The problem in India is not of religion but the deadly cocktail that religion and politics create. I do support free speech and honestly think it's wrong [and a tad bit retarded] for the government to ask Google to shut down an Orkut group because of hate speech. The problem with riots in India is often due to politically motivated goals. A politician can polarise the public one way or another and thus sway the polls in his favour. This is the thing that pisses me off the most over here. People here are really intelligent, educated, compassionate, considerate, but if you drop the R-Bomb on them, they'll start acting like crazy lunatics the next second.
Censorship has always existed in India in a big way. You know, Fahrenheit 9/11 released here much later than in the rest of the world. But that's just the tip of the ice berg. The law and order situation prevents folks from using "free-speech" as a defence. If you DO say something against someone powerful and influential and said person finds out [and is affected], he'll surely send his goons to even the score. Sure, you won't get imprisoned for 'free-speech' but you might get worse.
This is certainly not the "END" of free-speech. And no, India is nothing like China at this point of time. Hell, I went to China and the folks there on the streets didn't know that something big had happened in Tienanmen Square. Now THAT IS CENSORSHIP!
Indians in general don't value free speech. We're a culture of followers [follow religion, follow elders, follow leaders, follow everyone] and any deviant (free-speech dude, atheist, etc. etc...) will probably get shut down. In all practicality, you can criticise religion, politics, people, the prime minister, policies and even the pope. Just be careful of who you do it in front of. You can be atheist but don't try and explain it to someone who is religious because you'll explain your beliefs much better than them and just end up confused as to why the other person still follows whatever they do. But that's probably just the same anywhere in the world. "A casual stroll through the lunatic asylum shows that faith does not prove anything" - Nietzsche
And so what if they shut down an orkut group ? You think people can't express themselves any other place on the internet ? Basically, the Indian government just likes to exercise it's power where it can. Those are very few places.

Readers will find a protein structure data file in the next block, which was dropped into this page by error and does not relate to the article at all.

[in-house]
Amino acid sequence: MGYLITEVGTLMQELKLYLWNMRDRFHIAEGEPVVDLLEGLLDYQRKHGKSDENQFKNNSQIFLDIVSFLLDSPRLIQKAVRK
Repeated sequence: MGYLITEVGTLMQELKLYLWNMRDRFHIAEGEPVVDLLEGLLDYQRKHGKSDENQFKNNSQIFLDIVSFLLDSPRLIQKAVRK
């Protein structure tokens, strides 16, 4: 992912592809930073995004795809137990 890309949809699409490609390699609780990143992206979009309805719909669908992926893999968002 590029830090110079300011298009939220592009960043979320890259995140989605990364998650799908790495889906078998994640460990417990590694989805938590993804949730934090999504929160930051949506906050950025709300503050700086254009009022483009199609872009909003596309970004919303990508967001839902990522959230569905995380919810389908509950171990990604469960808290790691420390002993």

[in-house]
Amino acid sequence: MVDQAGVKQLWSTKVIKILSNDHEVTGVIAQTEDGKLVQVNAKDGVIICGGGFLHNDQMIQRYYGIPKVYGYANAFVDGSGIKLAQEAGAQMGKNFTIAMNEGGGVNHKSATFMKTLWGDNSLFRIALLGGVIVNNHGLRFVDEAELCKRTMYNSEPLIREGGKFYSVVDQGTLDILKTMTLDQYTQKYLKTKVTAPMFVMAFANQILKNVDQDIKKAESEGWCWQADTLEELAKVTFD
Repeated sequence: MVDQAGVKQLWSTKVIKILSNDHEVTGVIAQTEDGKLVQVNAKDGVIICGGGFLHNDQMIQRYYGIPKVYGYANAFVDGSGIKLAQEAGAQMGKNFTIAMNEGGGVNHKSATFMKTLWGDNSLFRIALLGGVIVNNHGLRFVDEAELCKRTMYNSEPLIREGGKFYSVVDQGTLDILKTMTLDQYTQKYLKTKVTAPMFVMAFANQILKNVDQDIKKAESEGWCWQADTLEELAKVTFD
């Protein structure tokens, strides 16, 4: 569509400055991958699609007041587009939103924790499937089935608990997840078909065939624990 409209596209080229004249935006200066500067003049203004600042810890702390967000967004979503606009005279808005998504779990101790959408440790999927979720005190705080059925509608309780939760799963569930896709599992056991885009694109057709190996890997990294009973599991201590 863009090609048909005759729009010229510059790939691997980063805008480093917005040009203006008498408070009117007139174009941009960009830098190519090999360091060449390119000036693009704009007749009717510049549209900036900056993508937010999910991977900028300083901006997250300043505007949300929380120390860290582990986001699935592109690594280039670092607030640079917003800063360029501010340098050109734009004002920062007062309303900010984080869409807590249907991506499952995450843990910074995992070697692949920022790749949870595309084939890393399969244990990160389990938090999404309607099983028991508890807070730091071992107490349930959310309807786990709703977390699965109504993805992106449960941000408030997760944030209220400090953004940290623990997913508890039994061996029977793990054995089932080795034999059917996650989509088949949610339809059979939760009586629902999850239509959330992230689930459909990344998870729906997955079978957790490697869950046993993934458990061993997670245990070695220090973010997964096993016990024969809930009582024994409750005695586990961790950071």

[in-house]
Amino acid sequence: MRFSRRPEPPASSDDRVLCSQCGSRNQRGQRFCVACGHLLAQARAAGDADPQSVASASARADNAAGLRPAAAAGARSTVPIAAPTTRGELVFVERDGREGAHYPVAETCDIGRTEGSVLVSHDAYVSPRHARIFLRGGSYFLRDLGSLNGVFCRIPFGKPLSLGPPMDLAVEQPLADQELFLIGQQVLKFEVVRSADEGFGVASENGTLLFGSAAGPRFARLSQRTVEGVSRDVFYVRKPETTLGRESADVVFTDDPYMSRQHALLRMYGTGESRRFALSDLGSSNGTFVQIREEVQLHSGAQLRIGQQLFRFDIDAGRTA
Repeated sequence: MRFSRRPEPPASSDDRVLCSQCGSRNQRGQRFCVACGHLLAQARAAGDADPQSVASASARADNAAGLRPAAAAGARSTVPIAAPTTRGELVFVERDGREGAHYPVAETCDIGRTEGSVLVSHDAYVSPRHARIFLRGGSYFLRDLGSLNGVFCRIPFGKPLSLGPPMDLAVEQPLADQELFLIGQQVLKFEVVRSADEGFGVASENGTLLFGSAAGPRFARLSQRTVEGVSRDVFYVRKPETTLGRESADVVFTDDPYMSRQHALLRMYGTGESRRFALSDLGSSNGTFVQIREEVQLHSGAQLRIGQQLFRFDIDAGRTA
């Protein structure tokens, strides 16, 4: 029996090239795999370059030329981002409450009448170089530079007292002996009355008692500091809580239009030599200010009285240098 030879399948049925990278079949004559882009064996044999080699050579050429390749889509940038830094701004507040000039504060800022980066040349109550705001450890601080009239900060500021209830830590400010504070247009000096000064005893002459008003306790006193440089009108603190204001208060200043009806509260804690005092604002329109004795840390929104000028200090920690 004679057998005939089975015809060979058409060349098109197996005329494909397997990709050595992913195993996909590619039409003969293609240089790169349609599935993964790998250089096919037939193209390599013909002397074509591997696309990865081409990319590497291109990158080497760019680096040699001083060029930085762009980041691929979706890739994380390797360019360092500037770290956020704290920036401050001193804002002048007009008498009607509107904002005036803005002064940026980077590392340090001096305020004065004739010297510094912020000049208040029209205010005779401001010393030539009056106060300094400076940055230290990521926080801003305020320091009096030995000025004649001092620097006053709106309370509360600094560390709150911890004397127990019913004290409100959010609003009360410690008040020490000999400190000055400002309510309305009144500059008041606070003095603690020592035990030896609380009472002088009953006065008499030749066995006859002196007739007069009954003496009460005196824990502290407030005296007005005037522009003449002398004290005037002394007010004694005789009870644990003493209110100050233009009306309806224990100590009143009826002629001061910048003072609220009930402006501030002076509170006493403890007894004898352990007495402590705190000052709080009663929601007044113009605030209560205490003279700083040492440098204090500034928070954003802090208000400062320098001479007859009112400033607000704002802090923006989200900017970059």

Oh but as far as western hypocrisy is concerned. Come on guys, don't tell me about free-speech in your countries. Sure, I know that the new 'politically correct' USA has many issues with using certain words, phrases, etc. But look at how Switzerland banned the construction of Minarets as they are a symbol of Islam inspite of having a decent Muslim population. Things aren't as rosy in the west as they're made out to be. France banned the wearing of headgear for muslim women. That's religious expression. What about those dudes in the US who were "investigated" by the FBI for posting some random stuff online post 9/11 ?
Basically, everywhere sucks. Just relatively more or less. India is pretty free by most standards.
Sure, we have a problem in India. It's not as bad as China [not even comparable], and it'll never be, as long as we are allowed the free speech to admit to it. I hope though that the censorship folks realise that this is an exercise in futility. They never achieve any real censorship in India anyway. All our networks (Radio, tv, news, internet, word of mouth..) are way too out of control anyhow.
Besides, just chalk this one up to the Indian government being retarded as usual. Just add it to the list that already has the shutting down of public Wi-Fi after the Mumbai attacks [no coffee shop Wi-Fi anymore :(], requiring 10 verification documents to get a mobile sim, requiring to fill up a piece of paper everytime when entering the country and giving it with your passport and don't even get me started on the swine-flu line at the airports, plus all the other bizarre things that they think actually achieve something. These aren't leaders, these are politicians pretending to lead.